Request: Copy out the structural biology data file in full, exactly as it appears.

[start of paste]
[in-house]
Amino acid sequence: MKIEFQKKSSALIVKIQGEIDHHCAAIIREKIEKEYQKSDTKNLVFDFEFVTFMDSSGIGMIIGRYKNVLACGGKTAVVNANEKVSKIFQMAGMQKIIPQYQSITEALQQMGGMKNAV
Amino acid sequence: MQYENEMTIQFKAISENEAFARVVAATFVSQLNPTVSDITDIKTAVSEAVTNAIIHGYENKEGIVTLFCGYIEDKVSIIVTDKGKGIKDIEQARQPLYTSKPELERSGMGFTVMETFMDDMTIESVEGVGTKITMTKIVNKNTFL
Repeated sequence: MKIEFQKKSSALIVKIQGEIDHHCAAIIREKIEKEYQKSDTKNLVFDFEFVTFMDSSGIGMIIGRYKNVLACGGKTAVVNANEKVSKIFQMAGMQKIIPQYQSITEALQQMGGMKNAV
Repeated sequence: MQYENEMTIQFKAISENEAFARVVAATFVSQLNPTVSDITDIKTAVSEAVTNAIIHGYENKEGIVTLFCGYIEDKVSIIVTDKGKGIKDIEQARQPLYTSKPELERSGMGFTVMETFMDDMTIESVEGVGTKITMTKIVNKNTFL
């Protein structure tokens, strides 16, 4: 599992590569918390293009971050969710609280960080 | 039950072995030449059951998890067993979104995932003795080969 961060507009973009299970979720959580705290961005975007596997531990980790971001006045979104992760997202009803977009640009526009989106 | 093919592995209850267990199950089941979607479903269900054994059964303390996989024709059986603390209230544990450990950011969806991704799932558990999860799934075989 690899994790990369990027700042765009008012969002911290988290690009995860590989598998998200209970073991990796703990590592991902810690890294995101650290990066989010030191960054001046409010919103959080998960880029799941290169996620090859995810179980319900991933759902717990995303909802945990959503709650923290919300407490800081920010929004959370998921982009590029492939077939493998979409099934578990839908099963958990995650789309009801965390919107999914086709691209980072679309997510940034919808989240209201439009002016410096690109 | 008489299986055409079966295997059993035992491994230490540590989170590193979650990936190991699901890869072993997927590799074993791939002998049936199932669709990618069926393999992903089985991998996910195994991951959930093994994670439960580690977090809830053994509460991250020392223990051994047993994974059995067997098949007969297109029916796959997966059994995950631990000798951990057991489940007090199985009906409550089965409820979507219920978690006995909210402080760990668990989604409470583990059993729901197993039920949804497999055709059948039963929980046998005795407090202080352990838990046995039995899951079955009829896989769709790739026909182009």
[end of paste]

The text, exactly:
[in-house]
Amino acid sequence: MKIEFQKKSSALIVKIQGEIDHHCAAIIREKIEKEYQKSDTKNLVFDFEFVTFMDSSGIGMIIGRYKNVLACGGKTAVVNANEKVSKIFQMAGMQKIIPQYQSITEALQQMGGMKNAV
Amino acid sequence: MQYENEMTIQFKAISENEAFARVVAATFVSQLNPTVSDITDIKTAVSEAVTNAIIHGYENKEGIVTLFCGYIEDKVSIIVTDKGKGIKDIEQARQPLYTSKPELERSGMGFTVMETFMDDMTIESVEGVGTKITMTKIVNKNTFL
Repeated sequence: MKIEFQKKSSALIVKIQGEIDHHCAAIIREKIEKEYQKSDTKNLVFDFEFVTFMDSSGIGMIIGRYKNVLACGGKTAVVNANEKVSKIFQMAGMQKIIPQYQSITEALQQMGGMKNAV
Repeated sequence: MQYENEMTIQFKAISENEAFARVVAATFVSQLNPTVSDITDIKTAVSEAVTNAIIHGYENKEGIVTLFCGYIEDKVSIIVTDKGKGIKDIEQARQPLYTSKPELERSGMGFTVMETFMDDMTIESVEGVGTKITMTKIVNKNTFL
């Protein structure tokens, strides 16, 4: 599992590569918390293009971050969710609280960080 | 039950072995030449059951998890067993979104995932003795080969 961060507009973009299970979720959580705290961005975007596997531990980790971001006045979104992760997202009803977009640009526009989106 | 093919592995209850267990199950089941979607479903269900054994059964303390996989024709059986603390209230544990450990950011969806991704799932558990999860799934075989 690899994790990369990027700042765009008012969002911290988290690009995860590989598998998200209970073991990796703990590592991902810690890294995101650290990066989010030191960054001046409010919103959080998960880029799941290169996620090859995810179980319900991933759902717990995303909802945990959503709650923290919300407490800081920010929004959370998921982009590029492939077939493998979409099934578990839908099963958990995650789309009801965390919107999914086709691209980072679309997510940034919808989240209201439009002016410096690109 | 008489299986055409079966295997059993035992491994230490540590989170590193979650990936190991699901890869072993997927590799074993791939002998049936199932669709990618069926393999992903089985991998996910195994991951959930093994994670439960580690977090809830053994509460991250020392223990051994047993994974059995067997098949007969297109029916796959997966059994995950631990000798951990057991489940007090199985009906409550089965409820979507219920978690006995909210402080760990668990989604409470583990059993729901197993039920949804497999055709059948039963929980046998005795407090202080352990838990046995039995899951079955009829896989769709790739026909182009």